Connecting to the internet in public incurs additional security risks regardless of the specific computing device you use. You’re in close proximity with people you don’t know, which could include hackers trying to use your access without your permission. This occurrence could increase your mobile bill if the additional data usage causes you to exceed the maximum for your data plan. Improving the security of your mobile hotspot can help you avoid this scenario.
1. Use Strong Encryption.
The default settings for mobile hotspots aren’t always the most secure, even when more secure settings are available. For example, the default encryption for a mobile devices could be an obsolete standard like Wireless Equivalent Privacy (WEP). The reason for this practice is that mobile device manufacturers must balance security against compatibility with older devices that don’t support the latest encryption standard. Change your encryption setting to Wi-Fi Protected Access II (WPA2) if available, as it’s usually the most secure encryption that hotspot providers offer.
2. Change Your Hotspot’s SSID.
Change the default service set identifier (SSID), which is the name of the wireless hotspot’s network. Avoid using words, as hackers routinely use pre-computed hash tables known as rainbow tables, which contain the pre-shared keys (PSKs) of many common SSIDs.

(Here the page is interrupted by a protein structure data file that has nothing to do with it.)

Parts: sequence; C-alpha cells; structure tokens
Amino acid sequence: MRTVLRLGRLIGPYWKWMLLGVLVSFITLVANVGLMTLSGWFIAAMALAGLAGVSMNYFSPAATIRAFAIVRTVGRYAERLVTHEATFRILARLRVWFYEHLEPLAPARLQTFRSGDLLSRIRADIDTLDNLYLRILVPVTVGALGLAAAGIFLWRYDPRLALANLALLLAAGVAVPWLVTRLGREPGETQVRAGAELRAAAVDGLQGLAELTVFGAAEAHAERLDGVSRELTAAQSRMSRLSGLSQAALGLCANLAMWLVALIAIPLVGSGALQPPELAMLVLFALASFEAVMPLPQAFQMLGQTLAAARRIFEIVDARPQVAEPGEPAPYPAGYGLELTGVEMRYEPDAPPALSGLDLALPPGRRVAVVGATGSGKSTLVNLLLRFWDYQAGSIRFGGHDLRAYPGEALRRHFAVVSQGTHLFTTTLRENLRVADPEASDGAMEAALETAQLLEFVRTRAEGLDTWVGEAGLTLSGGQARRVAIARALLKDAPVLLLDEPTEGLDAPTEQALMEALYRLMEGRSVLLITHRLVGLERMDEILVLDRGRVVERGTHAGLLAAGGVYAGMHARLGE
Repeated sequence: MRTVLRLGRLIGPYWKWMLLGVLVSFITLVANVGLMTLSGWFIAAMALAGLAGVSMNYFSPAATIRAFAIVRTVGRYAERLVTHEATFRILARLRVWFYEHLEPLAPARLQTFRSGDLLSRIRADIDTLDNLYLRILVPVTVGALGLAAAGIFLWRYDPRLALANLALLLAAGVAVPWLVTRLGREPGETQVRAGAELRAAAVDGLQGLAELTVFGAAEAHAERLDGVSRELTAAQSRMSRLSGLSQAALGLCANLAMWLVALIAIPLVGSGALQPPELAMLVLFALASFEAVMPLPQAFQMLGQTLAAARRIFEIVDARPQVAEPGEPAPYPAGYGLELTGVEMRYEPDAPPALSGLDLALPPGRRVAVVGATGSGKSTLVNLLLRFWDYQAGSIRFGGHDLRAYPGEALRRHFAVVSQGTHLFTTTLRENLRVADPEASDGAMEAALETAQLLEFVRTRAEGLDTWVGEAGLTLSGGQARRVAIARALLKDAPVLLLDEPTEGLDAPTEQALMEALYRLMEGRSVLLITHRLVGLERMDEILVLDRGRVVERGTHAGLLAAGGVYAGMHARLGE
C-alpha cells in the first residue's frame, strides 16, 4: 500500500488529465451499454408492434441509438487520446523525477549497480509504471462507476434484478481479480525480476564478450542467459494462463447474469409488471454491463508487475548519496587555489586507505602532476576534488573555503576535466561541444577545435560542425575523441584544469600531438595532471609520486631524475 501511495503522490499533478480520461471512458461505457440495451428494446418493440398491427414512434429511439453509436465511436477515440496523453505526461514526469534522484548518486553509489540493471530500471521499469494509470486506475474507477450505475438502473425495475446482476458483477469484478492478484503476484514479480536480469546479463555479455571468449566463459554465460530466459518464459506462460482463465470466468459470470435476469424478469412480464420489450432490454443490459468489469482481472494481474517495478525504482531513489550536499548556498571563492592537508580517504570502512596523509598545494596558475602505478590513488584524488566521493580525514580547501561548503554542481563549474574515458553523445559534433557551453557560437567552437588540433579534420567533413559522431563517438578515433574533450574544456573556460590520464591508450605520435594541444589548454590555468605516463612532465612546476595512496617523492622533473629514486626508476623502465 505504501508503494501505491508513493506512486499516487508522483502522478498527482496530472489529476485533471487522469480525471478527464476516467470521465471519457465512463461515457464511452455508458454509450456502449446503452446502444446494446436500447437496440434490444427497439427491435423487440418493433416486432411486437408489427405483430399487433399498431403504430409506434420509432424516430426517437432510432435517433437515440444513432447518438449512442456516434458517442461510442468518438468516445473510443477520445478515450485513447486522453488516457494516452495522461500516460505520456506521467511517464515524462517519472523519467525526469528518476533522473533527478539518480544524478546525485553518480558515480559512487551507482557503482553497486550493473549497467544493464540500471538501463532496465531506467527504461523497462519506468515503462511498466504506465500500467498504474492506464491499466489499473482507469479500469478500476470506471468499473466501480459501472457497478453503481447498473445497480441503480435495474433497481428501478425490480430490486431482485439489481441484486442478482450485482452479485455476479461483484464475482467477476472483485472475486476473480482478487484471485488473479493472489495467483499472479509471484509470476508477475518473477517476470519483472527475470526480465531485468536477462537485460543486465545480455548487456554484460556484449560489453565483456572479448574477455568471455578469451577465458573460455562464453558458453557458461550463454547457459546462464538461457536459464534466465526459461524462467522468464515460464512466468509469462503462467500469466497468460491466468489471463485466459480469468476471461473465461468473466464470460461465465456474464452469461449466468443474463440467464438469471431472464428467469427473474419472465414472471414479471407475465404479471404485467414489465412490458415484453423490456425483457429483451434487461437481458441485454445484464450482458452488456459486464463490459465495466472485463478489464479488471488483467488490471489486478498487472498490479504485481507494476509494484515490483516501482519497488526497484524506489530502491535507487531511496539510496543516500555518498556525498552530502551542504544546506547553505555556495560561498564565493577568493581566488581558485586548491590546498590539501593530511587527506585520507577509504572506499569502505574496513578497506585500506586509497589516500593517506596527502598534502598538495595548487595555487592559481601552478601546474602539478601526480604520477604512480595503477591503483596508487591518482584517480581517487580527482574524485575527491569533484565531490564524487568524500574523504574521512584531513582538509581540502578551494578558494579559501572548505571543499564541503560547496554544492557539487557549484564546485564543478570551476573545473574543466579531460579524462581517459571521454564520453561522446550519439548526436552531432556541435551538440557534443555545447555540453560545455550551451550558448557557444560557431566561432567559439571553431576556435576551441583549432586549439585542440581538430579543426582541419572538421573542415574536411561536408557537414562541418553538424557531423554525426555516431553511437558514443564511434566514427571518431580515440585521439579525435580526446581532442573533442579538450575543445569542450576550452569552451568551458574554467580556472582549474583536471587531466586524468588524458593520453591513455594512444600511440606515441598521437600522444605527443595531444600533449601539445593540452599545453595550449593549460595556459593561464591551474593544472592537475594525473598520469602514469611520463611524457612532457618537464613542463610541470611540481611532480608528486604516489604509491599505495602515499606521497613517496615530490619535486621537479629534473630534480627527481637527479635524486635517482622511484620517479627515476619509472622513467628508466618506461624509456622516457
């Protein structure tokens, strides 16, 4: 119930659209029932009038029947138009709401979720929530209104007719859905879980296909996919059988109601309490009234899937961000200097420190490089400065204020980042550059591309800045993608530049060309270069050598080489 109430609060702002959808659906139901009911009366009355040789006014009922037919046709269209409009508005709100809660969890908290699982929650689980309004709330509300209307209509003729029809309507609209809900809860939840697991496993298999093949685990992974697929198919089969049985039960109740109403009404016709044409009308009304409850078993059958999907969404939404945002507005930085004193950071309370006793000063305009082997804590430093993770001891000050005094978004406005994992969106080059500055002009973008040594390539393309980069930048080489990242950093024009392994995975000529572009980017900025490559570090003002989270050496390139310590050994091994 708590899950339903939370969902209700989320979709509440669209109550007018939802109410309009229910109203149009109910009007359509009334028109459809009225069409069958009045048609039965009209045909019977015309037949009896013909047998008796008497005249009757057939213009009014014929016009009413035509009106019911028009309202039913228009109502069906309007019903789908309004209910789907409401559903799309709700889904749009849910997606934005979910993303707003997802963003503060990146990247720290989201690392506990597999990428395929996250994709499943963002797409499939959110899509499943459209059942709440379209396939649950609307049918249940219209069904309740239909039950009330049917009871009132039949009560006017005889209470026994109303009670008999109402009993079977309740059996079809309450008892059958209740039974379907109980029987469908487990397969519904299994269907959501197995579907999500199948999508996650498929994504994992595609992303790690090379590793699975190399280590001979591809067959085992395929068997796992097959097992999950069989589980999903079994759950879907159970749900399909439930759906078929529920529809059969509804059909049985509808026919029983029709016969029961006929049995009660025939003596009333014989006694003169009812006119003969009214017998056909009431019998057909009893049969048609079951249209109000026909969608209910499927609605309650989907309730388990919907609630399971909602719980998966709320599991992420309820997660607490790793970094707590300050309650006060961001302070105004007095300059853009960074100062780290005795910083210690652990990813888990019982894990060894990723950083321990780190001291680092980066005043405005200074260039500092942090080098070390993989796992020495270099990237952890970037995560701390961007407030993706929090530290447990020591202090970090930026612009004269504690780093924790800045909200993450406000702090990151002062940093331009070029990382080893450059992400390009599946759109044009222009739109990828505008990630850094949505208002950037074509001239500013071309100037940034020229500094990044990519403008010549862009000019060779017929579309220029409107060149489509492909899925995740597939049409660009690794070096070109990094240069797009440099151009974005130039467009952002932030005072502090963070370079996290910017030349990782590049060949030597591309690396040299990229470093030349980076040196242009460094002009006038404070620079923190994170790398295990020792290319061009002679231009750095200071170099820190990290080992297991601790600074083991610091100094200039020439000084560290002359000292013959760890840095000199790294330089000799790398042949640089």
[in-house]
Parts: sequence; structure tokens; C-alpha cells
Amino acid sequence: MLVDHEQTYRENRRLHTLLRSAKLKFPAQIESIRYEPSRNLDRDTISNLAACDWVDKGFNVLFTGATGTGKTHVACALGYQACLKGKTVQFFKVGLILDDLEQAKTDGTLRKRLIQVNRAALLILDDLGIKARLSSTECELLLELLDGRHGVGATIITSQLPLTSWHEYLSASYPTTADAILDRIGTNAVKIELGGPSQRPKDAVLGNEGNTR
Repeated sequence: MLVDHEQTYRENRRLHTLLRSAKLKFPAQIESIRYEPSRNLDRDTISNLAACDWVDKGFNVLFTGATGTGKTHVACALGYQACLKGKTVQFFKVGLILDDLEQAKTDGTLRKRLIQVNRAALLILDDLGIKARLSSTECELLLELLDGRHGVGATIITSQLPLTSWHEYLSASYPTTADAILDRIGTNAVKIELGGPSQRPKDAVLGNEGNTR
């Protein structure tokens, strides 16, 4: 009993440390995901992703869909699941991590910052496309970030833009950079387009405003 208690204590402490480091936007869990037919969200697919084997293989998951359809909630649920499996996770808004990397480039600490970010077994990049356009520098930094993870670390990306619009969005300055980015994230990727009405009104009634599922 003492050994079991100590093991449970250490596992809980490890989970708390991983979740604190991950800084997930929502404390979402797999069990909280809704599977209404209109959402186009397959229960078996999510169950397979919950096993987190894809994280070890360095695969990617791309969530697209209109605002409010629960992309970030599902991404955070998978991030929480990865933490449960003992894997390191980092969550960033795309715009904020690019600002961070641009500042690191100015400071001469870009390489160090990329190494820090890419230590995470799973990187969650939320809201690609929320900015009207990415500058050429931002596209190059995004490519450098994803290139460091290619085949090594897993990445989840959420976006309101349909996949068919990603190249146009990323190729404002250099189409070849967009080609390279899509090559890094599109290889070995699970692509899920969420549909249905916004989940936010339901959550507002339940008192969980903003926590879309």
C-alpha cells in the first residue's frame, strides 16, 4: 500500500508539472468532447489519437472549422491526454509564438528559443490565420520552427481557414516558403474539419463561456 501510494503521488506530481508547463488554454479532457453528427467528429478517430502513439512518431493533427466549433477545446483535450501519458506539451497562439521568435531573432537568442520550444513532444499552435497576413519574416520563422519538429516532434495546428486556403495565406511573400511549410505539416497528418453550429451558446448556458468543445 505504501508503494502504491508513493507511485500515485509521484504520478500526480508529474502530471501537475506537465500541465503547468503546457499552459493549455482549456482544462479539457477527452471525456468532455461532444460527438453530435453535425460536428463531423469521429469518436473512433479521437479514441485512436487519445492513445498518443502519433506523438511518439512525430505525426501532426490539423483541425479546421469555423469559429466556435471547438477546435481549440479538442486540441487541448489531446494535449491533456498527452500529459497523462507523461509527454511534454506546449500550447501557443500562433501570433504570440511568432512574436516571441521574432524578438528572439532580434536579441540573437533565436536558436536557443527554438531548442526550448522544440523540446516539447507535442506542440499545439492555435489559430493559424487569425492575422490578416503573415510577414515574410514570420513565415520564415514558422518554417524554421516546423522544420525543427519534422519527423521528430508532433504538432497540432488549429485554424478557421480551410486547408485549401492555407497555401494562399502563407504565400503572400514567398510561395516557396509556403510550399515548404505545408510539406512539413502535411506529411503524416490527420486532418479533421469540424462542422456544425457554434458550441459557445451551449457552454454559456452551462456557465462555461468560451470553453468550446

3. Create a Strong Wireless Network Password.
The possibility of rainbow table attacks also means that your wireless network password needs to be easy to remember but difficult to guess. It should be a long string with few actual words to resist hackers using brute-force methods.
4. Enable Blocking and Port-Filtering.
Some mobile hotspots allow you to enable port filtering, meaning you can deny services such as email, FTH and HTTP based on what you want to do with your hotspot. In general, you should deny all services that you don’t specifically need to minimize the paths that attackers could use to access your network, technically known as attack vectors. A common method of accomplishing this goal for mobile devices is to use a Wi-Fi app that scans for open ports, which can help determine if open ports is something you even need to worry about.
5. Protect Your Network Password and Change It Often.
The people you allow to access your network can vary considerably in how they use it. Many of them may exercise responsibility by only using it on a limited basis, but others may use your network to binge on Netflix. In the latter case, you could end up footing a hefty bill for their entertainment. If you share your network password with a large number of people, be prepared to change it frequently to keep your data usage under control.
6. Consider Smartphone Hotspots.
You can probably use your smartphone to create a hotspot that moves with you instead of a stationary hotspot. This capability should be built into your phone, although your service provider may need to activate it. Smartphone hotspots can typically support up to 10 devices at the same time, depending on your provider. However, this service will incur its own monthly fee and data rate, so you need to find out these details before asking for the service.